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A newly declassified secret State Department report suggests that Donald Trump's decision to dismantle the Havana embassy in early 2018, in reaction to alleged "sonic attacks" against its diplomatic staff, was a political "response" plagued by mismanagement, lack of coordination, and procedural non-compliance.
As reported by El País, the declassified document - at the request of the U.S. National Security Archive - reveals that the former president decided to reduce 60% of the consular staff in Havana and deactivate the embassy's operations, without any proof that Cuba was behind the mysterious health problems that affected its officials.
"The mechanism of the cause of the injuries is currently unknown. We do not know the reason for these incidents, when they actually began, or who did it," states an internal State Department report drafted in 2018, after four months of work.
The document also questions the actions of former Secretary of State Rex Tillerson for not designating "a senior official with overall responsibility" for the investigation, and also criticizes "the excessive secrecy" of the CIA for not sharing information with the State Department, which "delayed" the coordination of an "adequate response."
At no time -refers El País- does the report deny that the American diplomats suffered health problems, but it establishes that it was not possible to know the causes of what happened. It assures that the US reaction was deficient, as it was "characterized by a lack of high-level leadership, ineffective communications, and systemic disorganization."
Cuban Foreign Minister Bruno Rodriguez reaffirmed in December the falsehood of the accusations of alleged acoustic attacks against U.S. diplomats in Havana.
The maneuver served as a pretext for Donald Trump's administration to withdraw part of its diplomatic staff in the Cuban capital and damage relations between the two countries, resumed in 2015 after 54 years of rupture.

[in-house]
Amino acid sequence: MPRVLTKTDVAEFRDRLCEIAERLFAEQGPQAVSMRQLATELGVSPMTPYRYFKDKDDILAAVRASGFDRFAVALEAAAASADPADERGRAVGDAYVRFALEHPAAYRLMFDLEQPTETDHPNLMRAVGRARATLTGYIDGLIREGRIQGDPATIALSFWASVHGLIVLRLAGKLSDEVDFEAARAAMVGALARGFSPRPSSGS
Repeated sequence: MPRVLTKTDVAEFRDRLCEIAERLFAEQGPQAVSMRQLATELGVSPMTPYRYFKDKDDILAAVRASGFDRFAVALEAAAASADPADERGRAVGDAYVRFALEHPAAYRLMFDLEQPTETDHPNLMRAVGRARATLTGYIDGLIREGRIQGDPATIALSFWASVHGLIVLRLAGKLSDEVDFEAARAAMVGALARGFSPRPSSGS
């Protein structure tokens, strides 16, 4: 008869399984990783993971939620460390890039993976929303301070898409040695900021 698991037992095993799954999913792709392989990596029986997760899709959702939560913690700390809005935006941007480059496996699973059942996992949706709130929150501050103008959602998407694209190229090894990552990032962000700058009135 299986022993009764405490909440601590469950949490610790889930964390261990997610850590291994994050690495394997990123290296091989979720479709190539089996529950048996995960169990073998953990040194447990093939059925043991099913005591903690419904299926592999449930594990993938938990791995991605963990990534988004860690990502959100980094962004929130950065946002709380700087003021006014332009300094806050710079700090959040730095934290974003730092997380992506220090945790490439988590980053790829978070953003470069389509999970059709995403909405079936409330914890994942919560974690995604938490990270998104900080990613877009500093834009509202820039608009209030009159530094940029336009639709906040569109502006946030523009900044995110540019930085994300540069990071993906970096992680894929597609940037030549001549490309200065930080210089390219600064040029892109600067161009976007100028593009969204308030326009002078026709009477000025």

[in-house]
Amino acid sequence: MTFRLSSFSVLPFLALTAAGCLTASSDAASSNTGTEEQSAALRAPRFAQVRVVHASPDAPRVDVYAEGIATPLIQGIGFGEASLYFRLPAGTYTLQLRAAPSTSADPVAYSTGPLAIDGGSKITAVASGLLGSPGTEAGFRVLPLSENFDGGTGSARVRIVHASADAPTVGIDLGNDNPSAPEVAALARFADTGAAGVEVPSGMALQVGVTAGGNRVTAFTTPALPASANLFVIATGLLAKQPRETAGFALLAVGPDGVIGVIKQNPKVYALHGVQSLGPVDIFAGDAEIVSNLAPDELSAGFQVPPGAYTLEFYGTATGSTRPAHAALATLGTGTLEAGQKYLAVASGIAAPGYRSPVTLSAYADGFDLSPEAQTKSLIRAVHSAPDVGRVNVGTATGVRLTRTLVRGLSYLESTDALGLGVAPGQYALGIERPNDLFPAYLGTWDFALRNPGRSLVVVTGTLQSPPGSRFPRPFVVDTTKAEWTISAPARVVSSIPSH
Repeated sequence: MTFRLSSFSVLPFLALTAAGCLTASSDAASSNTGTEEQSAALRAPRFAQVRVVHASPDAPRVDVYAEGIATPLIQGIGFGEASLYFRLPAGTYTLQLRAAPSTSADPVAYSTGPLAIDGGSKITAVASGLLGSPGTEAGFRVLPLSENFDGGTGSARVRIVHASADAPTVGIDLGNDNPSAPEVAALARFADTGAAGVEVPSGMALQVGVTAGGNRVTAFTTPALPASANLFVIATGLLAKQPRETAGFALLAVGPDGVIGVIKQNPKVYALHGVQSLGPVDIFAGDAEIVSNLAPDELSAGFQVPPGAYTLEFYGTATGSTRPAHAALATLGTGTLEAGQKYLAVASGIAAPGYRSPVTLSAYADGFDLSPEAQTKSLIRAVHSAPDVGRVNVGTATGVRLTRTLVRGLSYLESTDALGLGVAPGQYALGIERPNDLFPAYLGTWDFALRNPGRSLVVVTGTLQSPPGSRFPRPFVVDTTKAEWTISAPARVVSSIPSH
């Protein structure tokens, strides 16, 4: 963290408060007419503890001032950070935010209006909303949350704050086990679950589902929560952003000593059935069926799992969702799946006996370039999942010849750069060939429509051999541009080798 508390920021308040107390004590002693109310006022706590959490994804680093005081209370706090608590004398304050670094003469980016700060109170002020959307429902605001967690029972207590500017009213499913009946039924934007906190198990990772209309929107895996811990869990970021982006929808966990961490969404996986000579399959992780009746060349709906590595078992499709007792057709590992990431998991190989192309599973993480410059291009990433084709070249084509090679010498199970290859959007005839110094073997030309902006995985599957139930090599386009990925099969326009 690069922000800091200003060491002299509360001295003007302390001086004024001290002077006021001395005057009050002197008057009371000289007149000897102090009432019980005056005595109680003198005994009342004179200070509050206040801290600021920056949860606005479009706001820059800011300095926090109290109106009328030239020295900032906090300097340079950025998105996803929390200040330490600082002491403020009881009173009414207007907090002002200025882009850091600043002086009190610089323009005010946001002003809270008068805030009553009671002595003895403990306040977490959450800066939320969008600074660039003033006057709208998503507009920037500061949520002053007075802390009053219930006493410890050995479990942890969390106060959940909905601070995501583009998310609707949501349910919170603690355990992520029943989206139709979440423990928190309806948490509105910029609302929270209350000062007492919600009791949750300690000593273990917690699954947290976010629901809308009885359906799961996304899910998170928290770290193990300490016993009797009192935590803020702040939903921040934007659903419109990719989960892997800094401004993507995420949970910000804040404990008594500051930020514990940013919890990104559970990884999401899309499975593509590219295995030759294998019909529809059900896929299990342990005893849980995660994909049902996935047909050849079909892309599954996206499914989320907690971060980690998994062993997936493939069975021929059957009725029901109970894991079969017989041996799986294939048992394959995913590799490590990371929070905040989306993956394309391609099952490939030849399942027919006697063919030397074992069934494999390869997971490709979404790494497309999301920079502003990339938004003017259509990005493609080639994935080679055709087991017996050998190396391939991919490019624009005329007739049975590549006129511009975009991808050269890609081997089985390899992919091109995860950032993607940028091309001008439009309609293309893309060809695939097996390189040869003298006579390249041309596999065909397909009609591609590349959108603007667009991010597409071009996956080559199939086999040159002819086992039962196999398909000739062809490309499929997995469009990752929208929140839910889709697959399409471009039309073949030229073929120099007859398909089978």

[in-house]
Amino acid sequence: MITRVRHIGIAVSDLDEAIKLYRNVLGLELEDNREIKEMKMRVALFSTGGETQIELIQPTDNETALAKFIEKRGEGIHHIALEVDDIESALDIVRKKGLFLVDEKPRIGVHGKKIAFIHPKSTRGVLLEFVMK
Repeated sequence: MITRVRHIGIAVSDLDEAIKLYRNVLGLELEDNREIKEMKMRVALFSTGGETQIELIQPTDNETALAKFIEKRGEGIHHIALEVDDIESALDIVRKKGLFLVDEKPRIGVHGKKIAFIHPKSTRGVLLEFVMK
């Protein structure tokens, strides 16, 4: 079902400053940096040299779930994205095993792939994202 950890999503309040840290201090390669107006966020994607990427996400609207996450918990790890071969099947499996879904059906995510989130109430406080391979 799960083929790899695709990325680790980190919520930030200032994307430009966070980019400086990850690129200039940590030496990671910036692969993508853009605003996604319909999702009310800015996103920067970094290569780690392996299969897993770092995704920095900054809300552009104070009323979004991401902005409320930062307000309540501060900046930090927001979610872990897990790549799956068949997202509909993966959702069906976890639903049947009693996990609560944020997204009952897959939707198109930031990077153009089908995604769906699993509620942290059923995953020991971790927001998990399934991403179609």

“Tras cuatro años de acusaciones, el Gobierno de #EstadosUnidos Unidos no ha podido demostrar que algo ocurrió en Cuba, mucho menos que ataques hayan tenido lugar”, https://t.co/auOJm4VFki
"After four years of accusations, the U.S. government has not been able to prove that anything happened in Cuba, much less that attacks took place."
"The decision to reduce personnel in Havana does not appear to have followed standard State Department procedures and was not preceded or followed by any formal analysis of the risks and benefits of the continued physical presence of U.S. government employees in Havana," El País notes of the newly declassified report.
Since the first notification of those alleged events in August 2017, Cuba developed an investigation into the case. It expressed to U.S. authorities the willingness to cooperate with the inquiries to determine the incident's possible causes.
"The so-called 'Havana Syndrome' will be taught for decades to medical students as a sample of what happens when politics mixes with science, how the search for truth or scientific evidence is hindered," noted last March Professor Robert Bartholomew, from the Department of Psychological Medicine at the University of Auckland, New Zealand.
The alleged "acoustic attacks" served as a pretext for the Washington government to accuse Cuba as the aggressor, without any evidence of the facts, under what circumstances they occurred and even less with Cuban participation.
Also, the government of Donald Trump repeatedly prevented the specialized scientific community of both countries from discussing the issues on a scientific basis and prevented Cuba from accessing the examination of the patients or their histories so that the main U.S. scientists involved in the investigation acted without independence and subordinated to the indications of the State Department.